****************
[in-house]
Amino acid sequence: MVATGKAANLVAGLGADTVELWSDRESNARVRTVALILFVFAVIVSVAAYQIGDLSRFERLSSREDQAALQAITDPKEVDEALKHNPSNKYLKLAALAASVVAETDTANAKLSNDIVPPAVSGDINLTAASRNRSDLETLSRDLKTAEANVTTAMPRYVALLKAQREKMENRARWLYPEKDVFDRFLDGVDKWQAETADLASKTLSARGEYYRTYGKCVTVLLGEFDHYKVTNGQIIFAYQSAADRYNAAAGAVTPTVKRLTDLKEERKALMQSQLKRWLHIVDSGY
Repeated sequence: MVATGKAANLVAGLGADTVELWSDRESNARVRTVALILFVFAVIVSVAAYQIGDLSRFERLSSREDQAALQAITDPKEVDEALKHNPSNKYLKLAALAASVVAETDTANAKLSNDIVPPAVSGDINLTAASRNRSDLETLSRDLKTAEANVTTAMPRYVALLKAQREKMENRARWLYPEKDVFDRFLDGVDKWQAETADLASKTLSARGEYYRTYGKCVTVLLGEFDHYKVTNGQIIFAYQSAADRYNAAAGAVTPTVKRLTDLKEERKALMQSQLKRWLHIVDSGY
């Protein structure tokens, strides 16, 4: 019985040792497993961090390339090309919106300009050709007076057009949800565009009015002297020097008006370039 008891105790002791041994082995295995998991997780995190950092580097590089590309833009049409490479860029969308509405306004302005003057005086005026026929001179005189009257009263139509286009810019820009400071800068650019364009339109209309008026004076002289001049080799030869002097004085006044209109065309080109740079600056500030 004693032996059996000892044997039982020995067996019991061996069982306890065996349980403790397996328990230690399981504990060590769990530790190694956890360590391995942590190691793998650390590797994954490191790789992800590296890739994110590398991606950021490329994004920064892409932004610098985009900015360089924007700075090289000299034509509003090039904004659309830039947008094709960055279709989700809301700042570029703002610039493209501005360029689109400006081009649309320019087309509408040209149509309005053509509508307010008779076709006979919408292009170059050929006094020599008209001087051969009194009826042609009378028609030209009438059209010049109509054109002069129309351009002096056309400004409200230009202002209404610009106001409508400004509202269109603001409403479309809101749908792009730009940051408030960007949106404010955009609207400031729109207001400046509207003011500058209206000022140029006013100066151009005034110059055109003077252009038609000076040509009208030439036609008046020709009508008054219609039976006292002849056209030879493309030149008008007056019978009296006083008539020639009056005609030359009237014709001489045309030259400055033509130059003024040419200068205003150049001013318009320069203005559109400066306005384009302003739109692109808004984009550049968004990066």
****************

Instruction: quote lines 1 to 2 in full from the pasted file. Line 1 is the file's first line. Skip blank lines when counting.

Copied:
[in-house]
Amino acid sequence: MVATGKAANLVAGLGADTVELWSDRESNARVRTVALILFVFAVIVSVAAYQIGDLSRFERLSSREDQAALQAITDPKEVDEALKHNPSNKYLKLAALAASVVAETDTANAKLSNDIVPPAVSGDINLTAASRNRSDLETLSRDLKTAEANVTTAMPRYVALLKAQREKMENRARWLYPEKDVFDRFLDGVDKWQAETADLASKTLSARGEYYRTYGKCVTVLLGEFDHYKVTNGQIIFAYQSAADRYNAAAGAVTPTVKRLTDLKEERKALMQSQLKRWLHIVDSGY